The Telecom tariff war that began earlier this year from the new operators financed by dare devil bankers and private equity funds appears to be stabilizing. The reversal of traffic to the incumbents (after they matched tariffs, importantly) suggests that this round of action has gone to the incumbents, one would do well to remember that (1) no meaningful challenger has been knocked out of the ring yet and (2) there are more rounds likely to come.
However, with onset of substantial and concentrated (non-rural) capacity, more than optimal number of players in the industry, sub-optimal spectrum allocation, and low-quality incremental subscribers the industry will face structural issues.
Putting the entire battle in Boxing terminology, no challenger has been knocked out yet. The bout has not ended and likely has more rounds, punches, and counter-punches ahead, and incumbents did win round 2 on points, but did not come out of the first two rounds unscathed; they suffered bruises on the way – in the form of sharp decline in RPMs and almost five quarters of near-zero revenue / EBITDA growth. Except Vodafone and Bharti Airtel, every other operator has suffered, atleast in some circle.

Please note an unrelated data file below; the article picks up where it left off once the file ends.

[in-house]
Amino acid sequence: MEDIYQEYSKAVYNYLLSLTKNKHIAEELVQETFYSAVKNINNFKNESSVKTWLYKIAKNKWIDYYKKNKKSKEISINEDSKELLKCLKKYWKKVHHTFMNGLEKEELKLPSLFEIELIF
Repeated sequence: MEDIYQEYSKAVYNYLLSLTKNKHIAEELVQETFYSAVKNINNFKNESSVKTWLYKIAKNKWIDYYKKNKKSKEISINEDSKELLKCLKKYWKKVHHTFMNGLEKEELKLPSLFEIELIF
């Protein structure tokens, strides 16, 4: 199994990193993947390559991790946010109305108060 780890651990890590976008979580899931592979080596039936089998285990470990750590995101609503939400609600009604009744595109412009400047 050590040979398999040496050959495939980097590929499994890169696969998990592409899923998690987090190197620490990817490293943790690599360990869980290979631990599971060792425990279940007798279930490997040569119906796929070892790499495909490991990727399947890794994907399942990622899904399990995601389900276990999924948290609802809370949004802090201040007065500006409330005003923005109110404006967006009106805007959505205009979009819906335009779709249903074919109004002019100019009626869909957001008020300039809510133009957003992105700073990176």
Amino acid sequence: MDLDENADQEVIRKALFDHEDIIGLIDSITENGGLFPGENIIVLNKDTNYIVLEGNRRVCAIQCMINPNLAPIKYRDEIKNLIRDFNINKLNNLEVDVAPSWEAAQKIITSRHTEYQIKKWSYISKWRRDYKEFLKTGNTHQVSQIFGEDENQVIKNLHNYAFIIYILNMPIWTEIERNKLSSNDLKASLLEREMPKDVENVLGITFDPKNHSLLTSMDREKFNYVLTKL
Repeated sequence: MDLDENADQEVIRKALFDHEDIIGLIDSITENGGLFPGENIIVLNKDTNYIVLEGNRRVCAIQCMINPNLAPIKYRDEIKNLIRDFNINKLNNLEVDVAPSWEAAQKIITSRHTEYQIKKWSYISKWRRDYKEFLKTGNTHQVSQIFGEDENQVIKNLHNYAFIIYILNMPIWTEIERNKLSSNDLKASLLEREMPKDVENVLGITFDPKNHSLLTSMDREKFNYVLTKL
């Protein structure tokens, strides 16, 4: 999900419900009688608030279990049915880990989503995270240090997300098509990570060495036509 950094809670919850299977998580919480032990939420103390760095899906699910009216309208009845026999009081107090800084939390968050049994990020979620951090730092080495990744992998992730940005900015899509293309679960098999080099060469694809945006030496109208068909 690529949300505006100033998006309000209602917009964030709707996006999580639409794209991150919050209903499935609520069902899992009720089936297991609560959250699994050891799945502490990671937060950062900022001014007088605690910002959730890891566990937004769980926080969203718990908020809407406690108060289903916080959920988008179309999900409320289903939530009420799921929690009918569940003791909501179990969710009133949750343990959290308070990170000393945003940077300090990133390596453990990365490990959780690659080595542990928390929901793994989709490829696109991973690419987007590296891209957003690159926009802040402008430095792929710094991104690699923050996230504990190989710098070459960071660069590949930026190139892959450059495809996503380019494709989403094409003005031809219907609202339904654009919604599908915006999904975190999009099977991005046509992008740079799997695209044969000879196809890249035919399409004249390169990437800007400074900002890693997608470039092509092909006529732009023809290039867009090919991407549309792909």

New operators realize that a pure tariff-cut driven subs acquisition strategy is unlikely to tilt the scales in their favor, they continue to devise (and rollout) strategies to capture the meaty (mid to high end, revenue market share differentiator) segment of the market. The disruption they cause to the market in a bid to succeed will likely hurt the incumbents as well.
Who will dare for the next round of competition – The Challengers or The Incumbents ?